With reference to FIG. 2, it is possible for a vehicle manufacturer to hierarchically organize its product offerings to leverage commonality and reusability. A typical structure for a manufacturer 44 includes multiple high-level platforms 46, with each platform including several vehicle offerings 48. Accordingly, in a preferred embodiment of the present invention, vehicle design is also managed at a platform level. With reference to FIG. 3, there is shown a platform management system 50 for managing a plurality of vehicle platforms and the vehicle offerings associated with them. Each vehicle offering is represented by a vehicle model.

The platform management system 50 includes a platform manager 52 connected to the model management system 20. The platform manager 52 manages the vehicle models and their associations as it relates to product organization at the platform level. This platform and associated vehicle information is stored in a platform database 54 connected to the platform manager 52. The platform manager 52 restricts design freedom by limiting feature and implementation selection within a platform. This increases commonality and reuse. The designer interacts with the platform management system using the network browser 36.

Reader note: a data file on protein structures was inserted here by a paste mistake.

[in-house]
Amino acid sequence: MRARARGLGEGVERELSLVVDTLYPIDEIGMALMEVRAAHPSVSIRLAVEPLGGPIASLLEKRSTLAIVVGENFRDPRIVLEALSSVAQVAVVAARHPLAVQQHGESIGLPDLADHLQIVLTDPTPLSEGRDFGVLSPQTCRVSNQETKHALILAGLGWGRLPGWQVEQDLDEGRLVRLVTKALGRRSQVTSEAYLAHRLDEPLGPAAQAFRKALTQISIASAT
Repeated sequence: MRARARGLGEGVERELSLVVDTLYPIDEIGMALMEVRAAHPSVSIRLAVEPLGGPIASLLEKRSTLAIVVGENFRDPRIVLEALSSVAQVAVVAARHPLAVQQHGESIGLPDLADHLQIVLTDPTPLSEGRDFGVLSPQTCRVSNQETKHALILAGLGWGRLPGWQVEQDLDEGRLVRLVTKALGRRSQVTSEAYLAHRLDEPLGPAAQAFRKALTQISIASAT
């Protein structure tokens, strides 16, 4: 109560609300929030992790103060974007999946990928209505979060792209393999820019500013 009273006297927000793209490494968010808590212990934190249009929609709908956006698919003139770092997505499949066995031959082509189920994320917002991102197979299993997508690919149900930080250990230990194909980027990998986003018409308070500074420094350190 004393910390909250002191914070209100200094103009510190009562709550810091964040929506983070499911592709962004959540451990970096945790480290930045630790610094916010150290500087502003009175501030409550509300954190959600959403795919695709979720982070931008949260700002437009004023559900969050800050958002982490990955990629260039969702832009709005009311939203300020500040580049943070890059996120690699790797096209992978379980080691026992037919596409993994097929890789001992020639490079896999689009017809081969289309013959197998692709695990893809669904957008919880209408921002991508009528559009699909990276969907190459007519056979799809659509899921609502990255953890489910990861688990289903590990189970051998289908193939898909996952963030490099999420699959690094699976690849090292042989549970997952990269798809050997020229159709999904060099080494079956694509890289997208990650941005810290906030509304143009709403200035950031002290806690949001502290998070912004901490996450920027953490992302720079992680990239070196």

Thus in designing a vehicle, a designer first chooses a platform 46 in which the vehicle will be categorized. The platform manager 52 restricts the availability of features and implementations. The designer then chooses features from the restricted list. The feature manager 26 selects from the available implementations contained in the features database 28 and not restricted by the platform manager 52 and generates the most appropriate vehicle model based on the designer input and platform restrictions. The conflict manager 38 analyzes the vehicle model for parts and configuration conflicts. The feature manager 26 then selects new implementations from the features database 28 to avoid any detected conflicts.